Opinion: Electoral College serves country well once again
Perhaps all the attention paid to the Electoral College this year will serve to curb efforts to do away with the system, which has served the nation well and did again this year.
Recall that in 2016, Hillary Clinton won the popular vote but not the presidency because Donald Trump managed to win traditional Democratic states such as Michigan and Wisconsin, giving him the edge in the Electoral College.
That marked the fifth time in 59 presidential elections, and second time in 16 years, that the winner lost the popular vote. These results produced cries from the left to scrap the Electoral College, which allots electoral votes based on the size of each state’s congressional delegation. Oklahoma, with five House members and two senators, has seven electors.
The Electoral College ensures that smaller-population states such as Oklahoma have a say in the outcome of presidential elections, instead of the most densely populated states. Four years ago, three states combined to give Clinton one-fifth of her vote total, while Trump received more votes than Clinton in 30 of the 50 states.
Candidates naturally focus their campaigns on swing states, but “safe” states have changed over time. Thus, “no presidential candidate can get to 270 electors without some combination of safe and swing states,” writes Tara Ross, a retired attorney and author of several books about the Electoral College. “… Every vote in every state matters. Without the Electoral College, these dynamics completely change.”
This year, Joe Biden won more votes than any candidate in history, roughly 81 million, and Trump won the second-most ever, more than 74 million. Concerns about a repeat of 2016 evaporated when Biden captured several states that put him beyond the 270 Electoral College votes he needed.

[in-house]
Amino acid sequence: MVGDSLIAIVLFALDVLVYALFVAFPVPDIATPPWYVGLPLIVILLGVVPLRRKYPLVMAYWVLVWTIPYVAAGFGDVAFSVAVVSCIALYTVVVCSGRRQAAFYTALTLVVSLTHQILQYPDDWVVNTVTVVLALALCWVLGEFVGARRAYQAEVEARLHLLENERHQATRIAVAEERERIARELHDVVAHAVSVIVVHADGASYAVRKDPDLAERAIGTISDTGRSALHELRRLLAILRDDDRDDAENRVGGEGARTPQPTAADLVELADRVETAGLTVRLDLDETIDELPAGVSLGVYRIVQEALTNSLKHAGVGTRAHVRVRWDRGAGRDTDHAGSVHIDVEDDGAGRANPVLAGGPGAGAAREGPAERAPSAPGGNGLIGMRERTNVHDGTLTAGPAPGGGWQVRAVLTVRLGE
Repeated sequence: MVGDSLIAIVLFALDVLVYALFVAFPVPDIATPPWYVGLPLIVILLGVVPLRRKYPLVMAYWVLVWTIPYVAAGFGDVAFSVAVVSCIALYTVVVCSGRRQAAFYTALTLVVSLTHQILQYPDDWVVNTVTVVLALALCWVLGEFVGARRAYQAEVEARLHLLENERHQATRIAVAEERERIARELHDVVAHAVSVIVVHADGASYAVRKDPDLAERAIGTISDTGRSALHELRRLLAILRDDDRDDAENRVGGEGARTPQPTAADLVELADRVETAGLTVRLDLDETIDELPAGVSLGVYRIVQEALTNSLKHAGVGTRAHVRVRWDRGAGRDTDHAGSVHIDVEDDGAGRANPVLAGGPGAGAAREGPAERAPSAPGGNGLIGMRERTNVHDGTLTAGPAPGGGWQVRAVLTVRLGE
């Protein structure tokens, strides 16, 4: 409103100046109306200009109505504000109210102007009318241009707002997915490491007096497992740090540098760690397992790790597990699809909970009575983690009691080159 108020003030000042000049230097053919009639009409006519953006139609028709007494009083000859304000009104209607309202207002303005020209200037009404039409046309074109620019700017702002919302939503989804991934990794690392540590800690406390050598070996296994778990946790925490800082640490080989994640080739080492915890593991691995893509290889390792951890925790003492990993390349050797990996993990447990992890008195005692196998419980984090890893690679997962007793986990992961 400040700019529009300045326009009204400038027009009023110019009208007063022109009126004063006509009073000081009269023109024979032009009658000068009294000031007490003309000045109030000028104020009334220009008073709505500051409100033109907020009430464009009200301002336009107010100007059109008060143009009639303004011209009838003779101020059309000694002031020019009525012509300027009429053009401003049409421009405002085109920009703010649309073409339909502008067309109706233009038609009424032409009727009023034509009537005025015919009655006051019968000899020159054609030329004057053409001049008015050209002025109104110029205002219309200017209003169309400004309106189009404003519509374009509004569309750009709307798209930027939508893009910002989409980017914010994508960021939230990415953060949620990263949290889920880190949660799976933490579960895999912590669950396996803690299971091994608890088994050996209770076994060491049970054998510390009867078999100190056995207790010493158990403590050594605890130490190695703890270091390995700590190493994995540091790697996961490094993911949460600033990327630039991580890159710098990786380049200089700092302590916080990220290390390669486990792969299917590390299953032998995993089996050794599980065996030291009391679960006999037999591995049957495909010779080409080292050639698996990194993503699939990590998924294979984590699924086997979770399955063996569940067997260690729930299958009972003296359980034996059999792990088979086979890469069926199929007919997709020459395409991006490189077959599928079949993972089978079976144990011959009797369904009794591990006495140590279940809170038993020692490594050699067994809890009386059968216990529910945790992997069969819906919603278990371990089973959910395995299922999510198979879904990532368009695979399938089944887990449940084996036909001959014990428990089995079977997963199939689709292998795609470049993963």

Arizona, Wisconsin and Georgia combined to help put Biden over the top, giving him 37 of his 306 electoral votes. The popular vote difference in the three states, meantime, was fewer than 43,000 votes, which is one reason why Trump fought to overturn results in those states.
That fight proved unsuccessful, and along the way some of Trump’s supporters even suggested state legislatures send Trump electors to Congress regardless of the outcome in their state. That didn’t materialize, thank goodness.
Instead, we had full-scale coverage of the official Electoral College tally on Monday, with some networks posting the totals on screen and updating them as states certified their electors. Biden officially got past 270 late in the afternoon when California’s 55 electoral votes became official.
Trump hasn’t acknowledged Biden as the victor and likely will not. Many Republicans, however, are finally coming around, including Senate Majority Leader Mitch McConnell of Kentucky.
“As of this morning, our country has officially a president-elect and a vice president-elect,” McConnell said Tuesday on the Senate floor. “The Electoral College has spoken.” May it continue to do so for generations to come.